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No ‘I’ in ORCA

Civic elects new board, continues to focus on team-based approach

New faces, same old mission (from l to r): Nate Adams, Dan Martino, Don Gould, Rose Thomas and Matt Ludwig (not pictured) are the new board members for ORCA. The group remains committed to taking a team-based approach to tackling issues in Olde Richmond. MELISSA KOMAR / STAR PHOTO

By Melissa Komar

There’s a new civic board in town, but don’t expect many drastic changes.

Olde Richmond Civic Association nominated individuals in May and the new board members were officially announced and introduced at the June general meeting.

All board members were unopposed. Board members serve a two-year term.

A new face will lead ORCA, with three former board members returning and two individuals taking on a position for the first time.

Rose Thomas takes the reigns as president, with former four-year president Don Gould staying on as treasurer. Thomas most recently served as the group’s Clean Streets director and sergeant at arms.

Dan Martino, a Democratic candidate in May’s 177th Legislative District primary and the civic’s former secretary, will take on the role of vice president. Martino helped organize the neighborhood Town Watch.

Newcomers Nate Adams and Matt Ludwig will serve as secretary and sergeant at arms, respectively.

While there’s a new leader and some new members, the mission of ORCA remains the same: making Olde Richmond a better place to live.

“The thing about the board is we all work together,” Martino said. “So, specific roles are less important. It’s an all-hands-on-deck situation. When we have a project we want to tackle, we all do whatever we can to push it past the finish line.”

“Unless you’re Don [Gould], who does everything, with a smile on his face,” he added, laughing.

“But, he’ll never admit that,” Thomas added.

Gould is quick to chime in.

“I didn’t want to be quarterback anymore,” he said, the other board members laughing.

Gould has had his hand in virtually everything ORCA-related in the past four years, from the playground revitalization to Town Watch to beautification to zoning.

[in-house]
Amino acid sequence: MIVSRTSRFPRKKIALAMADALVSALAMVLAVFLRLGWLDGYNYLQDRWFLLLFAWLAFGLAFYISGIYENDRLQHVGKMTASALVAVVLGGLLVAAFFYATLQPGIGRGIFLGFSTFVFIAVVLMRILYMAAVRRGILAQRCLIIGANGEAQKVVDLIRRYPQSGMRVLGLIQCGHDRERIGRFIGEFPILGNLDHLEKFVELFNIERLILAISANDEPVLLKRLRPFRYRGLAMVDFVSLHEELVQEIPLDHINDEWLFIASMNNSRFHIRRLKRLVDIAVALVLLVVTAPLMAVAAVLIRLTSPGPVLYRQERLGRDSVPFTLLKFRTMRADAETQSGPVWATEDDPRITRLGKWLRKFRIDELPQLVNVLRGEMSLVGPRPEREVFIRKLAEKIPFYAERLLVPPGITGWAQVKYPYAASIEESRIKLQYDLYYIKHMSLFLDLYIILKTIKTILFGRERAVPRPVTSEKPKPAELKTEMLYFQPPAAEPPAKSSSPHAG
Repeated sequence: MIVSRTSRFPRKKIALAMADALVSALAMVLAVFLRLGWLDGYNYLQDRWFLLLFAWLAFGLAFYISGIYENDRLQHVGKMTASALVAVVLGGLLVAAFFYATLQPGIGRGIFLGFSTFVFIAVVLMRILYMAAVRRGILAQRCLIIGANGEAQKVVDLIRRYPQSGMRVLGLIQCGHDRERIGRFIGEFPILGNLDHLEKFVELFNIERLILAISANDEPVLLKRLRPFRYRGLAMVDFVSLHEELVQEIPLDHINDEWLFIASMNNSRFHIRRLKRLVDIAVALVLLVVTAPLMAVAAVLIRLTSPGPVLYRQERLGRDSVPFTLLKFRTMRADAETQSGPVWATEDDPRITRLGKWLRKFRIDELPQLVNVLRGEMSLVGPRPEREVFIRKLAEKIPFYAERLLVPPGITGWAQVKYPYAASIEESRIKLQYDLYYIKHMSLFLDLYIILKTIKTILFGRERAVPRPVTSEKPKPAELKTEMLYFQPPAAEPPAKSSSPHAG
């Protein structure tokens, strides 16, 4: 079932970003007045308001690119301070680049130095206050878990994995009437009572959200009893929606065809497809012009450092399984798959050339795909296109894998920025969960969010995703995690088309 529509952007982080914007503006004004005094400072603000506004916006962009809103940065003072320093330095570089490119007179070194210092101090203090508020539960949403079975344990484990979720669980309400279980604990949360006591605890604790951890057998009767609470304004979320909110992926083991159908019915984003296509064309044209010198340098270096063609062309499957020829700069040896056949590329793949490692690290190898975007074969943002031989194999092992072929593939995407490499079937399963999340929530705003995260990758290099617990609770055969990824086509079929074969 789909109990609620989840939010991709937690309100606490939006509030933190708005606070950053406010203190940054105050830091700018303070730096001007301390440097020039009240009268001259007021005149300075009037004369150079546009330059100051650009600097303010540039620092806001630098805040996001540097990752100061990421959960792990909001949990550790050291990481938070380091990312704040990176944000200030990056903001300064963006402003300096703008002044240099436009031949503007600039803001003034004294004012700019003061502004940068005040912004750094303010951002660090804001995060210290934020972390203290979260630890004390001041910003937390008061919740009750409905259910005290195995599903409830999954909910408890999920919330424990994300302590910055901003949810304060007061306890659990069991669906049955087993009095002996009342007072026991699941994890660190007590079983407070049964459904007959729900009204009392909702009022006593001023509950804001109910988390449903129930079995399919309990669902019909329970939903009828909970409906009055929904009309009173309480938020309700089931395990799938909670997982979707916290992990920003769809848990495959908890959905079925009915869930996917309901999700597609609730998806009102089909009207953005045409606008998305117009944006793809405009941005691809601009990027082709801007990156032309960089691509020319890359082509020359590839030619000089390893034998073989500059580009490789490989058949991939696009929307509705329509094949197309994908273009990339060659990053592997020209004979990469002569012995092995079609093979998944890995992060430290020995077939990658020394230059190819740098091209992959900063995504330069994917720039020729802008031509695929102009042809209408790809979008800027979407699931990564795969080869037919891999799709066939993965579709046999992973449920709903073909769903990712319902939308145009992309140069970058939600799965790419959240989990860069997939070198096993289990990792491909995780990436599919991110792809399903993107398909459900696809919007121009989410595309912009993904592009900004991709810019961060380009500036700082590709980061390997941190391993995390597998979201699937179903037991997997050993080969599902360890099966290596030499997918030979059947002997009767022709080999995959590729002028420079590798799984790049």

Everything except the group’s recent Bloom Your Block greening initiative, a partnership with Greensgrow, which encouraged residents to decorate their house fronts with plants and flowers. The first 60 participants received a $50 gift card from Greensgrow, and judges selected winners for different categories.

So, what does he see as his role now?

“To be part of the team,” he said. “And, the best two words are safe and clean. And, everything else will fall into place.”

Gould reenergized the civic when he became president four years ago and keeping the momentum going is key, according to Thomas.

“We want to continue what we’re doing and bring in more people to sustain what we’re doing because we’re a small group and this is a volunteer-led effort,” Thomas said. “And, we want to create a sustainable source of funding. Thinking about how to keep that energy going is critical. And, [Don’s] a big part of that.”

Martino agreed.

“Long-term, the goal is to keep the families who are here, here, make sure the schools are working and the streets are safe, so people aren’t thinking about moving away anytime soon,” he said. “We’re trying to build this community up, not that it was in bad shape. But, there’s always room for improvement.”

Adams and Ludwig are looking forward to being part of that momentum.

“The civic is where stuff gets done. This is where you find out what’s happening a block away from you that you wouldn’t know otherwise,” Adams said.

Thomas reached out to Adams about running for a position after interacting with him at meetings and cleanups.

“There are a lot of civics I’ve interfaced with over the course of reporting and being in the city, and a lot more neighborhoods would be lucky to have a civic like ORCA,” Adams said. “It’s a special thing going on here and who doesn’t want to be part of a special thing?”

“I am excited to be a part of a great group of people that are helping to foster a sense of community within the ORCA boundaries,” Ludwig said. “By creating opportunities like cleanup events, greening competitions, social events, and creating awareness of community resources, we are doing a bunch of small things that can make a big difference in bringing neighbors together. I want to be able to help build the momentum that others have already started, and be the best neighborhood in Philadelphia.”

The momentum for change in ORCA territory, like the board, includes a mix of old and new ideas.

The civic will continue with cleanups, another round of “Can It” trash cans will roll out soon, and a grant has been secured for cigarette receptacles to be placed throughout the neighborhood.

Regular movie nights, a home run derby, and generally, more community events, some fundraiser-based, are on the horizon.

And, while the board will be responsible for organizing major initiatives and making the public aware of what’s going on in the neighborhood, keeping the community’s interests front and center is first and foremost.

“The civic amplifies what the community wants and is the voice for the community,” Thomas said. “Being proactive and figuring out how to engage the community to maintain the space and help shape what happens so it’s not the same people in one room deciding all the time. The civic isn’t just talk. We’re taking what people say and making things happen.”

ORCA will hold its next general meeting on Tuesday, Aug. 28, from 7:30 to 9 p.m. at Cione Recreation Center, 2600 Aramingo Ave. For updates on the civic, visit the Olde Richmond Civic Association — ORCA Facebook page.

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